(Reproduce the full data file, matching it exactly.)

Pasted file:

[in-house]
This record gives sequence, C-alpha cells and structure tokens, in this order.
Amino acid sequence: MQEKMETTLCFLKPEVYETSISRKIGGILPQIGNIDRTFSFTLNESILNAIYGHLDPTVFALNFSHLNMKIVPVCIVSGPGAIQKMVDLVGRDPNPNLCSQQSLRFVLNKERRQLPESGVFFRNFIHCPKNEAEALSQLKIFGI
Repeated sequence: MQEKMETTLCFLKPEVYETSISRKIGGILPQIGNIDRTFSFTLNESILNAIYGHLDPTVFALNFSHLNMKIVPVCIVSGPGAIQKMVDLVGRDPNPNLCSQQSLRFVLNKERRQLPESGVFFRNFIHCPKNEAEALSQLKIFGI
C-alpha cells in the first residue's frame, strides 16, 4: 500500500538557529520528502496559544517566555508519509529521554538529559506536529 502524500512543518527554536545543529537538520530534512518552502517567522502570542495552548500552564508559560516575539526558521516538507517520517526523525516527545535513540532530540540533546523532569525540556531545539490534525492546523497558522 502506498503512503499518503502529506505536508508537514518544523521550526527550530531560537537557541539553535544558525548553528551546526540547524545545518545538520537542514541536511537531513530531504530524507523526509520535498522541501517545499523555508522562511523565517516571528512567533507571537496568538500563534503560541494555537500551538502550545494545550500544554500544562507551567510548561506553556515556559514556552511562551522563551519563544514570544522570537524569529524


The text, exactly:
[in-house]
This record gives sequence, C-alpha cells and structure tokens, in this order.
Amino acid sequence: MQEKMETTLCFLKPEVYETSISRKIGGILPQIGNIDRTFSFTLNESILNAIYGHLDPTVFALNFSHLNMKIVPVCIVSGPGAIQKMVDLVGRDPNPNLCSQQSLRFVLNKERRQLPESGVFFRNFIHCPKNEAEALSQLKIFGI
Repeated sequence: MQEKMETTLCFLKPEVYETSISRKIGGILPQIGNIDRTFSFTLNESILNAIYGHLDPTVFALNFSHLNMKIVPVCIVSGPGAIQKMVDLVGRDPNPNLCSQQSLRFVLNKERRQLPESGVFFRNFIHCPKNEAEALSQLKIFGI
C-alpha cells in the first residue's frame, strides 16, 4: 500500500538557529520528502496559544517566555508519509529521554538529559506536529 502524500512543518527554536545543529537538520530534512518552502517567522502570542495552548500552564508559560516575539526558521516538507517520517526523525516527545535513540532530540540533546523532569525540556531545539490534525492546523497558522 502506498503512503499518503502529506505536508508537514518544523521550526527550530531560537537557541539553535544558525548553528551546526540547524545545518545538520537542514541536511537531513530531504530524507523526509520535498522541501517545499523555508522562511523565517516571528512567533507571537496568538500563534503560541494555537500551538502550545494545550500544554500544562507551567510548561506553556515556559514556552511562551522563551519563544514570544522570537524569529524